0.5. Natural boundaries: two definitions of semiotics
0.6. Natural boundaries: inference and signification
0.7. Natural boundaries; the lower threshold
0.8. Natural boundaries: the upper threshold
0.9. Epistemological boundaries

1. Signification and Communication

1.1. An elementary communicational model
1.2. Systems and codes
1.3. The s-code as structure
1.4. Information, communication, signification

2. Theory of Codes

2.1. The sign-function
2.2. Expression and content
2.3. Denotation and connotation
2.4. Message and text
2.5 Content and referent
2.6. Meaning as cultural unit
2.7. The interpretant
2.8. The semantic system
2.9. The semantic markers and the sememe
2.10. The KF model
2.11. A revised semantic model
2.12. The model “Q”
2.13. The format of the semantic space
2.14. Overcoding and undercoding
2.15. The interplay of codes and the message as an open form

3. Theory of Sign Production

3.1. A general survey
3.2. Semiotic and factual statements
3.3. Mentioning
3.4 The prolem of a typology of signs
3.5. Critique of iconism
3.6. A typology of modes of production
3.7. The aesthetic text as invention
3.8. The rhetorical labor
3.9. Ideological code switching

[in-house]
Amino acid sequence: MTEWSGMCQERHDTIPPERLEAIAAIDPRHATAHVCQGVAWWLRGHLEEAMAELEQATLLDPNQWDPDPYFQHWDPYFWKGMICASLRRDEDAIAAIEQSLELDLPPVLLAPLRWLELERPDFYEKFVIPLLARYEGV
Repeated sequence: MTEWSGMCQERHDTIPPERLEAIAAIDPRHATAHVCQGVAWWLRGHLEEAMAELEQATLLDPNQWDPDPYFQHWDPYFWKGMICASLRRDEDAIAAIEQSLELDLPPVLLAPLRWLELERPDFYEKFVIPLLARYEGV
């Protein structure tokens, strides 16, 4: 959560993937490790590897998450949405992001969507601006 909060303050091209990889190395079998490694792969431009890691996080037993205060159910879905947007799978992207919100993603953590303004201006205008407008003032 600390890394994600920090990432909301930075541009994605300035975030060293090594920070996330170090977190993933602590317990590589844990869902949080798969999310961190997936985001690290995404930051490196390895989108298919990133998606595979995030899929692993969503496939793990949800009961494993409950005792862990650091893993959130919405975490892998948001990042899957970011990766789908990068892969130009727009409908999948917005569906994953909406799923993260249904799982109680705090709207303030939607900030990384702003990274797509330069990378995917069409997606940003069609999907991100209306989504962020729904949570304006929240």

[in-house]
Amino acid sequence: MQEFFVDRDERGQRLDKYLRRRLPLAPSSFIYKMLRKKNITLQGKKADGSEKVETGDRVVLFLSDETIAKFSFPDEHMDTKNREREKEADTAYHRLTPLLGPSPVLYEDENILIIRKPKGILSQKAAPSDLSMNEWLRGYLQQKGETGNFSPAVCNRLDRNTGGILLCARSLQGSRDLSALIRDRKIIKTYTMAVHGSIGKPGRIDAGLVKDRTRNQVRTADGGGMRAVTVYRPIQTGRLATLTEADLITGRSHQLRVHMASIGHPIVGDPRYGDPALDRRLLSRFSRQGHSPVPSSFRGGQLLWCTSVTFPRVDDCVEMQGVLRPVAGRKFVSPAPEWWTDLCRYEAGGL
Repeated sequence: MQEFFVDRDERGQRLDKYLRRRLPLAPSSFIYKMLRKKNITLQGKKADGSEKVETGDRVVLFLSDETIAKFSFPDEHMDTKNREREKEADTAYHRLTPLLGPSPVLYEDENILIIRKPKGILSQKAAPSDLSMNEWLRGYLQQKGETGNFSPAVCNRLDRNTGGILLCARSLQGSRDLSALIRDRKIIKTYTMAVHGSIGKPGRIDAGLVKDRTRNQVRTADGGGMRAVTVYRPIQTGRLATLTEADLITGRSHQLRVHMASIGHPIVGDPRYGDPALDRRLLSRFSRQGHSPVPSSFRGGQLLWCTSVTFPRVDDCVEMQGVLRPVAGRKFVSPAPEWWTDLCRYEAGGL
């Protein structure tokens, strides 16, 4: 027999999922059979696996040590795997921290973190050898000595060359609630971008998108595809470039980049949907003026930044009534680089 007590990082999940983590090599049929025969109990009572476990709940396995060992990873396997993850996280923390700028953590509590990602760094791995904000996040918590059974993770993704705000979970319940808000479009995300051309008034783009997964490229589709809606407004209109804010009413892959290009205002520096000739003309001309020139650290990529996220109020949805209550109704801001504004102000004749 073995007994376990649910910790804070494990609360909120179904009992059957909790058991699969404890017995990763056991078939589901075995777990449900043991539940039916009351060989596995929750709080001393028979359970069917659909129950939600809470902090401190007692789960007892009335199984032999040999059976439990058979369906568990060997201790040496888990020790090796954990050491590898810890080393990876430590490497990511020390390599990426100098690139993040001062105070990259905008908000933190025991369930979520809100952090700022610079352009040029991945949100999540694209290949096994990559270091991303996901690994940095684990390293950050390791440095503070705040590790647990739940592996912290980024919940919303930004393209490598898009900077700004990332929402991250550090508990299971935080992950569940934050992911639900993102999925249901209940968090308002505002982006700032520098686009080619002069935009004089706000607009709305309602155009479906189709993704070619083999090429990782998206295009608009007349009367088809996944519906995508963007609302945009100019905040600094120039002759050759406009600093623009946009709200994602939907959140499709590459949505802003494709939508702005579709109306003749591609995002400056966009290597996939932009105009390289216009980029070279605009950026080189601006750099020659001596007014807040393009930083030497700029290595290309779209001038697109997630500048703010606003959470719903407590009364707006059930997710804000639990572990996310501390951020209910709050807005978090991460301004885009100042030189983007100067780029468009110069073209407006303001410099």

4. The Subject of Semiotics

You may read more about this work at the Indiana University Press Web site.

The Role of the Reader: Explorations in the Semiotics of Texts

1. Indiana University Press, 1979, ISBN 0-253-11139-0; Hardcover $29.95. Out of print. [Browse/Search for a Copy]

2. Indiana University Press, 1979, ISBN 0-253-20318-X; Paperback $29.95. [Browse/Purchase]

This book is a collection of nine essays spanning a period between 1959 and 1977. All have been taken from previous works, some of them as yet untranslated into English: Opera aperta, Apocalittici e integrati, Forme del contenuto, Lector in Fabula, and Il Superuomo di massa. Many of these writings detail Eco’s ideas on “closed” vs. “open” texts and the cooperative role of the reader in interpretation.
Here is the introductory note from the back cover of the book:

In this collection of nine essays, Umberto Eco sets forth a dialectic between ‘open’ and ‘closed’ texts, between a work of art that actively involves the ‘addressee’ in its production and one that holds the ‘addressee’ at bay and seeks to evoke a limited and predetermined response. Part I deals with both verbal and nonverbal texts. Eco considers musical compositions that leave considerable autonomy for the individual performer, discusses the ‘unfinished work’ in contemporary art and aesthetic theory, and examines aesthetic manipulations of language that elicit the interpretive cooperation of the addressee.

Closed texts are represented by examples from popular culture in Part II: the socioploitical assumptions implicit in Superman comic books, the relationship between rhetoric and ideology in the fiction of Eugene Sue, and the narrative structures in Ian Fleming’s James Bond novels. In Part III Eco provides a theoretical framework for understanding the semiotic strategies of open and closed texts. He investigates the contributions of contemporary semantics to the study of narrative, connects the modalities of textual interpretation with the problem of possible worlds, and discusses a story by Alphonse Allais that can be read naively or critically.